So far at least, traders are reluctant to call a peak in the dollar rally. That in part reflects bets at the end of 2021 that the greenback’s gains would fade as rate hikes were already priced in. Those views have since been shredded.

Developing economies are in danger of a “currency mismatch,” which occurs when governments, corporations or financial institutions have borrowed in US dollars and lent it out in their local currency, according to Clay Lowery, a former US Treasury assistant secretary for international affairs who’s now executive vice president at the Institute for International Finance.

Global growth will essentially flatline this year as Europe falls into recession, China slows sharply and US financial conditions tighten significantly, according to a new forecast from the IIF. Economists at Morgan Stanley expect growth this year to be less than half of the pace in 2021.

As rates continue to rise amid on-going global volatility -- from the war in Ukraine to China’s Covid lockdowns -- that has led investors to leap for safety. Economies nursing current account deficits are at risk of more volatility.

“The United States has always been a safe haven,” Lowery said. “With rising interest rates both from the Fed and from market rates, even more capital could flow into the US. And that could be damaging for emerging markets.”

Outflows of $4 billion were seen from emerging economy securities in April, according to the IIF. Emerging market currencies have tumbled and emerging-Asia bonds have suffered losses of 7% this year, more than the hit taken during the 2013 taper tantrum.

“Tighter US monetary policy will have large spillovers to the rest of the world,” said Rob Subbaraman, head of global markets research at Nomura Holdings Inc. “The real kicker is that most economies outside the US are starting in a weaker position than the US itself.”

Weaker Outlook

The IMF sees growth in 2022 and 2023 lower than it did in January

Source: International Monetary Fund

Note: 2022 and 2023 are forecasts

Many manufacturers say the high costs they are facing means they aren’t getting much of a dividend from weaker currencies.

Toyota Motor Corp. forecast a 20% decline in operating profit for the current fiscal year despite posting robust annual car sales, citing an “unprecedented” rise in costs for logistics and raw materials. It said it doesn’t expect the weakened yen to deliver a “major” lift.

China’s yuan has slid as record flows of capital pull out of the

country’s financial markets. For now, it remains insulated from the wider dollar effect as low inflation at home allows authorities to focus on supporting growth.

But that’s causing yet another source of fragility for developing nations used to a strong yuan offering their markets an anchor.

“The recent abrupt shift in the renminbi’s trend has more to do with China’s deteriorating economic outlook than Fed policy,” said Alvin Tan, a strategist at Royal Bank of Canada in Singapore. “But it has definitely splintered the shield insulating Asian currencies from the rising dollar and precipitated the rapid weakening of Asian currencies as a group in the past month.”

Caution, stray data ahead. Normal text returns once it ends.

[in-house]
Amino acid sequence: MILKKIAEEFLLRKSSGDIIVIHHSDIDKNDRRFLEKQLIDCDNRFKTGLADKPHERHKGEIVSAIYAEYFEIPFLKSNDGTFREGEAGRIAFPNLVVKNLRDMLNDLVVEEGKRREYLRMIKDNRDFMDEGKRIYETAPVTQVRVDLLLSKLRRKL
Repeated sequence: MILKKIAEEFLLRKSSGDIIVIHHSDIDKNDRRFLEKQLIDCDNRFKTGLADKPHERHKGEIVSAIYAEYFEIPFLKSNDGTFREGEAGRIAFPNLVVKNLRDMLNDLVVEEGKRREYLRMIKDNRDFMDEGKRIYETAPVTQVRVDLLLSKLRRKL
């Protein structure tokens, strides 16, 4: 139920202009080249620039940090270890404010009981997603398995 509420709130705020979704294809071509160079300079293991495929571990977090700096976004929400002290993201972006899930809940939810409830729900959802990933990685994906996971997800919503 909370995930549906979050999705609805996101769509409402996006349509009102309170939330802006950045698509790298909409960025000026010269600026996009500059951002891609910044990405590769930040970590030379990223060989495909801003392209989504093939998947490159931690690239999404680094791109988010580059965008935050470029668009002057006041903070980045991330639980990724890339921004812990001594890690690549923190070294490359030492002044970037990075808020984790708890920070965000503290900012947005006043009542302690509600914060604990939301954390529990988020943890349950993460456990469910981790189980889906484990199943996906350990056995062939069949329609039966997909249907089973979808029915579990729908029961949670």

In advanced economies, weakening currencies set up a “tricky policy dilemma” for the Bank of Japan, European Central Bank and the Bank of England, Dario Perkins, chief European economist at TS Lombard in London, wrote in a recent note.

ECB Governing Council Member Francois Villeroy de Galhau noted this month that a “euro that is too weak would go against our price stability objective.”

“While domestic ‘overheating’ is mostly a US phenomenon, weaker exchange rates add to imported price pressures, keeping inflation significantly above central banks’ 2% targets,” Perkins wrote. “Monetary tightening might alleviate this problem, but at the cost of further domestic economic pain.”

— With assistance by Maria Eloisa Capurro

Tuesday, May 3, 2022

CR: Rent Increases Up Sharply Year-over-year, Pace may be slowing


Rents have increased sharply over the last year, and this is likely due to both demand and supply issues. Also, rents dipped in 2020, so some of the recent increase is making up for the 2020 decline. For example, the Zillow measure of new leases is up 16.8% year-over-year in March, but is up 8.8% annualized over the last 2 years.

What drives demand for housing is household formation. Even though population growth in 2020 and 2021 was dismal, household growth appears to have picked up.

A few possible reasons for household growth include:

  • Some younger adults probably moved in with their parents or relatives (or stayed with them) during the worst of the pandemic in 2020 and started moving out in 2021.

  • Divorces might have increased in 2021 splitting households.

Unfortunately, we will not have data on household formation for some time. For example, data on divorces is only available through 2020 (provisional data shows divorces were down sharply in 2020).

Some other factors might include more properties being converted into short term rentals, removing them from the long-term rental housing stock, and also the eviction moratorium might have had some impact on rents.

The preference for single family homes (and the corresponding larger rent increases) is partially due to the pandemic, and the desire for more space - especially for people working at home. And with the rapid increase in home prices, and lack of for sale inventory, more people have been looking to rent single family homes instead.

On the supply side, the supply chain disruptions have constrained completions. Here is a graph of housing starts under construction, Seasonally Adjusted (SA).

Red is single family units. Currently there are 811 thousand single family units under construction (SA). This is the highest level since November 2006.